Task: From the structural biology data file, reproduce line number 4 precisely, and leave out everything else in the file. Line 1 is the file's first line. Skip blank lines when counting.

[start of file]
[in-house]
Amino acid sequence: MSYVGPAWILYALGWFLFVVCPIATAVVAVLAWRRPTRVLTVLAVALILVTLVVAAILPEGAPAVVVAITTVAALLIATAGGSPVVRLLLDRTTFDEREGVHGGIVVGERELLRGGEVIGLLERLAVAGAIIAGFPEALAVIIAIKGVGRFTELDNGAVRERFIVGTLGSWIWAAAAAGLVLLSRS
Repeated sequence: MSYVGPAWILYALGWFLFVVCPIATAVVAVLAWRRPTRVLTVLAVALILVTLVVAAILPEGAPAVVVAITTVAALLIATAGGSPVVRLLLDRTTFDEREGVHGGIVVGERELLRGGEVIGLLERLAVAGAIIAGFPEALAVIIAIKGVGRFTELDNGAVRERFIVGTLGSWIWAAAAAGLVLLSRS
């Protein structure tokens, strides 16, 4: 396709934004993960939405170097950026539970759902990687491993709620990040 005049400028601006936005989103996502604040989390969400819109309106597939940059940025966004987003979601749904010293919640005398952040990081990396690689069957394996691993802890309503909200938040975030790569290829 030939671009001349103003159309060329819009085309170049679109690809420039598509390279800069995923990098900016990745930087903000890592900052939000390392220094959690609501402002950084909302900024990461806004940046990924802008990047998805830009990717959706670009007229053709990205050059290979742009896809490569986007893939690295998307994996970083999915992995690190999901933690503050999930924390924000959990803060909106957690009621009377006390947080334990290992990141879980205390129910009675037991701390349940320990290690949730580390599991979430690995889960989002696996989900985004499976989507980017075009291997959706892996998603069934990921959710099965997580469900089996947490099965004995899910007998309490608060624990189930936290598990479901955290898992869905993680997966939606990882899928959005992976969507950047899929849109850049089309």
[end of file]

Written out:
């Protein structure tokens, strides 16, 4: 396709934004993960939405170097950026539970759902990687491993709620990040 005049400028601006936005989103996502604040989390969400819109309106597939940059940025966004987003979601749904010293919640005398952040990081990396690689069957394996691993802890309503909200938040975030790569290829 030939671009001349103003159309060329819009085309170049679109690809420039598509390279800069995923990098900016990745930087903000890592900052939000390392220094959690609501402002950084909302900024990461806004940046990924802008990047998805830009990717959706670009007229053709990205050059290979742009896809490569986007893939690295998307994996970083999915992995690190999901933690503050999930924390924000959990803060909106957690009621009377006390947080334990290992990141879980205390129910009675037991701390349940320990290690949730580390599991979430690995889960989002696996989900985004499976989507980017075009291997959706892996998603069934990921959710099965997580469900089996947490099965004995899910007998309490608060624990189930936290598990479901955290898992869905993680997966939606990882899928959005992976969507950047899929849109850049089309």